Columnist says Migrants Disrespect Emirati Culture

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Oct 11 2013

Migrant Rights continues to call on writers, journalists, and artists to end a dangerously dominant discourse depicting the Gulf's migrant workers as prejudiced, privileged, and opportunistic. Media reports and op-eds continue to trivialize the plight of migrant workers and to blame them for crime and unemployment rates.  A recent Gulf News column penned by Emirati writer Fatma al Falasi posited the division between 'expatriates' and nationals in the UAE,  claiming that migrants choose not to socialize or interact with Emiratis.

The columnist claims:

"many of these residents, due to ignorance or in some cases being over comfortable, fail to respect its culture and religion. The lack of interest in learning about a country’s people and culture encourages the behaviour of not respecting it."

The writer's first suggestion that migrants are "ignorant" disregards the migrants who have resided in the UAE for generations and also overlooks the cultural training programs that many migrants are required to undergo.  Her second claim that some migrants are "over-comfortable" implies that their presence is always temporary and peripheral - that they should never dare to feel they belong, a point which contravenes the author's denunciation of the divisiveness migrants allegedly create.

The 'reverse victimization' narrative prevalent throughout Gulf media takes on a new shape here; the author posits locals are merely reacting to the problems caused wholly by migrants:

"While it is unrealistic to deny that many Emiratis are socially reserved, this is just a reaction. We suddenly found ourselves sharing space with more than 200 nationalities."

The writer appears to assume that locals' superior of position of power absolves locals' of their own potential (lack of) awareness of and respect for the lives and cultures of their neighbors. For example, she does not mention the practice of some employers requiring non-Muslim domestic workers to wear hijab, or  preventing workers from celebrating their own holidays.  Though cultural days and celebrations exist for many migrants, they are often relatively self-contained.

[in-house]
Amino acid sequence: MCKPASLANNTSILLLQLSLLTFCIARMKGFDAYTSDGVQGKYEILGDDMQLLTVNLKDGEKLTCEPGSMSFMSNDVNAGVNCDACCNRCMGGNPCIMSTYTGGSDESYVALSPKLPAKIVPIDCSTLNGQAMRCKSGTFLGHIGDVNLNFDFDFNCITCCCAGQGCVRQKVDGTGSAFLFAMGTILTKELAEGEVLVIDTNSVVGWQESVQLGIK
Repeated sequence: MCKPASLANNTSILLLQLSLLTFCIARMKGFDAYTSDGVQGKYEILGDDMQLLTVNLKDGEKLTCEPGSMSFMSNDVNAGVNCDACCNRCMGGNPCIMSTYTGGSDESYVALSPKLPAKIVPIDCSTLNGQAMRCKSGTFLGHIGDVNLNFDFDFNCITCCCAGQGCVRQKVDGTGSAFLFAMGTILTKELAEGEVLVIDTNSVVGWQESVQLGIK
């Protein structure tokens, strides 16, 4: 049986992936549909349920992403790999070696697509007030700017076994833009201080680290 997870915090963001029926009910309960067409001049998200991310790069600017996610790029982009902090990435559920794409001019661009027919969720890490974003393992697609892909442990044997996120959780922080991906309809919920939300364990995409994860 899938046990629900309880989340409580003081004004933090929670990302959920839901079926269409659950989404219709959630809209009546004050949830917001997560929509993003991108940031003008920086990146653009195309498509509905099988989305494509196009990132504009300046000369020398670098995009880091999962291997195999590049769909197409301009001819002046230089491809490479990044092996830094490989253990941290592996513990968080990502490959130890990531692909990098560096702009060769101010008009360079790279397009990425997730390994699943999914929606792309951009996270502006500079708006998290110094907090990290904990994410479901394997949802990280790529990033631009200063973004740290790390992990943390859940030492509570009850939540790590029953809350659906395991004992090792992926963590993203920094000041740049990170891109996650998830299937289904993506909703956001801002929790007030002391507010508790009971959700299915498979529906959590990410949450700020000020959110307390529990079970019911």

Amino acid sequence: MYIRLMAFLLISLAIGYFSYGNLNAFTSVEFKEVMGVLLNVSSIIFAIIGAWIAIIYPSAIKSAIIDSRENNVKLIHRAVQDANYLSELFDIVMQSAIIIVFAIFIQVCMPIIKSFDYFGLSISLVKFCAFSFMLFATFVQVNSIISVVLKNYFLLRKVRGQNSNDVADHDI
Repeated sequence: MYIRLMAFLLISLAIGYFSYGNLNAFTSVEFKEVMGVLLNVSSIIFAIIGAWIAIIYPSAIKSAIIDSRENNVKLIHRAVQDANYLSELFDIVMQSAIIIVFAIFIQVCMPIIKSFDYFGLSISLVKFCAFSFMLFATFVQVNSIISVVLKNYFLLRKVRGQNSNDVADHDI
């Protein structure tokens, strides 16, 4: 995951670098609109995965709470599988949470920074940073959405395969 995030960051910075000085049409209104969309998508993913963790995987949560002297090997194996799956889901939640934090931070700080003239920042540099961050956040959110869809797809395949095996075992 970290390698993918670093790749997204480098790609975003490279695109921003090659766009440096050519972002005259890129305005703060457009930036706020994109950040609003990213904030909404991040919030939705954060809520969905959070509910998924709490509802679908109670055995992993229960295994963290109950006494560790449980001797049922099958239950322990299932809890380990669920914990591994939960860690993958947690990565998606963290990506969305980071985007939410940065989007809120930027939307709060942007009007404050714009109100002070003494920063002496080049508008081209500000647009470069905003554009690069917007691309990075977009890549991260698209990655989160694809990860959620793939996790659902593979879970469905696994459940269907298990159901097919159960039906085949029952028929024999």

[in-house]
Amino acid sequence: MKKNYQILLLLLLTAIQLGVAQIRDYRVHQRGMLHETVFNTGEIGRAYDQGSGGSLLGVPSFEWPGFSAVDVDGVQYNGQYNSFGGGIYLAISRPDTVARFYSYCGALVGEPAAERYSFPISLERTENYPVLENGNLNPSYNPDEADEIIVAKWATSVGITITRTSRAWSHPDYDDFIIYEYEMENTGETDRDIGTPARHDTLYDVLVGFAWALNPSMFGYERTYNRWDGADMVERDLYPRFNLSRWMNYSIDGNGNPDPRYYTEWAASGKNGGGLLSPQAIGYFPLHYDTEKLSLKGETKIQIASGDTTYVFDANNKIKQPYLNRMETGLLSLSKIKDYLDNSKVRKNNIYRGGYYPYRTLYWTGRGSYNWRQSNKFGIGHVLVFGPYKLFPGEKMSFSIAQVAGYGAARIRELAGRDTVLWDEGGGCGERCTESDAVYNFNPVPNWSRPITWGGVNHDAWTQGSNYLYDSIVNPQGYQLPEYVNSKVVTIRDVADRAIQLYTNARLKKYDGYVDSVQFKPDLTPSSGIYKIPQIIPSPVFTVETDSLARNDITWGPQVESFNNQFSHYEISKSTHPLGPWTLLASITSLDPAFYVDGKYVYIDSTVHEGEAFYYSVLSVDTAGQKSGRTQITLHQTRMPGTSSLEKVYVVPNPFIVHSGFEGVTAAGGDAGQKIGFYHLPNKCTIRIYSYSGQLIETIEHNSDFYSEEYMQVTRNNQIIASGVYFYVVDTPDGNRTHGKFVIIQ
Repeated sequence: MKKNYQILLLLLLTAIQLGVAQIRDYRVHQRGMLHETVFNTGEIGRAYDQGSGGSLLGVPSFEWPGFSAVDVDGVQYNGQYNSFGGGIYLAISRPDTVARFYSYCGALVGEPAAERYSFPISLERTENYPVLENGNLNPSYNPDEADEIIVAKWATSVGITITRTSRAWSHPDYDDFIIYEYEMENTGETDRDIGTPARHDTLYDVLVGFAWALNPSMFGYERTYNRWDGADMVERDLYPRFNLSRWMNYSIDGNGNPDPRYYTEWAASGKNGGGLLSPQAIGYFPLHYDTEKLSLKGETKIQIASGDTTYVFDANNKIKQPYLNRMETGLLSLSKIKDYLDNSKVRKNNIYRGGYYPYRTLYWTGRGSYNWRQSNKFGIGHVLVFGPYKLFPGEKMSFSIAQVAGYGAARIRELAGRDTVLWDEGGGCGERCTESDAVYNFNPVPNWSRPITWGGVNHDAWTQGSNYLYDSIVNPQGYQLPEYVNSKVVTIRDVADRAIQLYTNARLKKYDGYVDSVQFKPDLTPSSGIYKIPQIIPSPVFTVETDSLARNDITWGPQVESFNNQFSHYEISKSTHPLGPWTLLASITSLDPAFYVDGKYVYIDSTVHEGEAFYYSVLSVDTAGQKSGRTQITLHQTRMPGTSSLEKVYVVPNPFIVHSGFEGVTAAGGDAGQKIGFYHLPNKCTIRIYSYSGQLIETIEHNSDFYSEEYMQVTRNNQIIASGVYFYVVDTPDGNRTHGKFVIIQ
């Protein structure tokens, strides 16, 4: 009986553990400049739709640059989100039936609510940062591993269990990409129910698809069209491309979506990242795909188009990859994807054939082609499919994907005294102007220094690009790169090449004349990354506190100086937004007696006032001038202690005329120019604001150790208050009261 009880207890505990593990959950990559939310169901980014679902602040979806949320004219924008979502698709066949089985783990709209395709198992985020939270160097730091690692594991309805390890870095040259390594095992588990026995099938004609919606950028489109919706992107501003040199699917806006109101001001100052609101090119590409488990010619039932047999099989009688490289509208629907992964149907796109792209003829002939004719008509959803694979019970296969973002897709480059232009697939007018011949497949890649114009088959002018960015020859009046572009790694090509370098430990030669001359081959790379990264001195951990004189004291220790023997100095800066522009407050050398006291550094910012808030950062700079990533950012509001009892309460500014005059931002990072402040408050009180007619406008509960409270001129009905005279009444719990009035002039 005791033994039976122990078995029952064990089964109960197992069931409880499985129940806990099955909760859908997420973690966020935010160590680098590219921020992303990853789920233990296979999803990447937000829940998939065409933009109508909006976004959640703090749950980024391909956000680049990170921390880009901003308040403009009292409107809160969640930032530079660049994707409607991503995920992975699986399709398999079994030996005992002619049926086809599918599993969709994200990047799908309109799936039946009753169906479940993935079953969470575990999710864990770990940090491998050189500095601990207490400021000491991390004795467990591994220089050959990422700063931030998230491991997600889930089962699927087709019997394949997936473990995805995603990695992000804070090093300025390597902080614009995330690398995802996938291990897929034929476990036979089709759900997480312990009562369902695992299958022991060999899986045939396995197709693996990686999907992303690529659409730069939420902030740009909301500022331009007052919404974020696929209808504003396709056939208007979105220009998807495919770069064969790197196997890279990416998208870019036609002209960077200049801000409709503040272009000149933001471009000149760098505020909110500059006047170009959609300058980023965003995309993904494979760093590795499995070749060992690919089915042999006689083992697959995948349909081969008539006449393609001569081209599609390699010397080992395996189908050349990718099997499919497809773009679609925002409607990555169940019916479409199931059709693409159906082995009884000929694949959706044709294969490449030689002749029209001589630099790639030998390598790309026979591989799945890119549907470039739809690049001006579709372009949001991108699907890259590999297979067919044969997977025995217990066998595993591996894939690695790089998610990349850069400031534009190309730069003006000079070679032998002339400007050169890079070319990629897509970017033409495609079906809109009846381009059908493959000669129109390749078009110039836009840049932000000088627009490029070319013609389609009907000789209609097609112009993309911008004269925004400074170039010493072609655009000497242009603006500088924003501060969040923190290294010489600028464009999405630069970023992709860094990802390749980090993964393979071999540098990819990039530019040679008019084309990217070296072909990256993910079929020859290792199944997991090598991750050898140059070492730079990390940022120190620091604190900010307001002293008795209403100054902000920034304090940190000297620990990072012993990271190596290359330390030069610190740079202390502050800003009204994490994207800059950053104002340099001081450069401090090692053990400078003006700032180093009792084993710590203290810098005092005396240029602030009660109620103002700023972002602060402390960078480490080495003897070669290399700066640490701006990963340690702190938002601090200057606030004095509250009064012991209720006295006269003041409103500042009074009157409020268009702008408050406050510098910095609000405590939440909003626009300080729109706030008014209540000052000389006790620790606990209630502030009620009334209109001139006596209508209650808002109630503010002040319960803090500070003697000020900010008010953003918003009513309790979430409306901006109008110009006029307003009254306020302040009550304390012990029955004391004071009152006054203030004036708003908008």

Yet simultaneously, the author fails to admit that such socio-economic and racial stratification - many of which are structurally reinforced -  account for social divisions and misunderstandings.

Furthermore typical of this discourse, the columnist does not hesitate in considering migrants privileged, as Emiratis found themselves "in situations where expatriates are treated better by cashiers or waiters and when Emiratis were not taken seriously."

She elaborates:

"That is when we assumed we are conspired against in every situation, be it intentional or unintentional."

But locals are not "suddenly" finding their spaces are shared - large-scale migration to the Gulf has existed for decades.  Yet the author discusses migration as if it is an unexpected phenomenon independent from locals, which they are merely effected by but cannot adjust to, no matter how much they benefit.  Such xenophobic perspectives are not exclusive to the UAE or to the Gulf at all, but are detrimental in any context. These conspiracy theories -  the notion that migrants are taking over, that they already enjoy too many rights despite unequal labor laws and unequal access to health, legal, and social services  - are detrimental to migrant rights.  Speaking the U.N. Higher Level Dialogue on Migration and Development last week, the IOM  identified misleading public perception of migrants one of the greatest obstacles to procuring, implementing, and protecting their rights.

Gulf News has published equitable perspectives of issues pertaining to migrants in the past, but it also publishes a number erroneous pieces, including this one, that perpetuate xenophobic discourse. Free press is a human right, but should not be used to transgress upon the human rights - and the humanity - of others.

Advancing the rights of migrant workers throughout the Middle East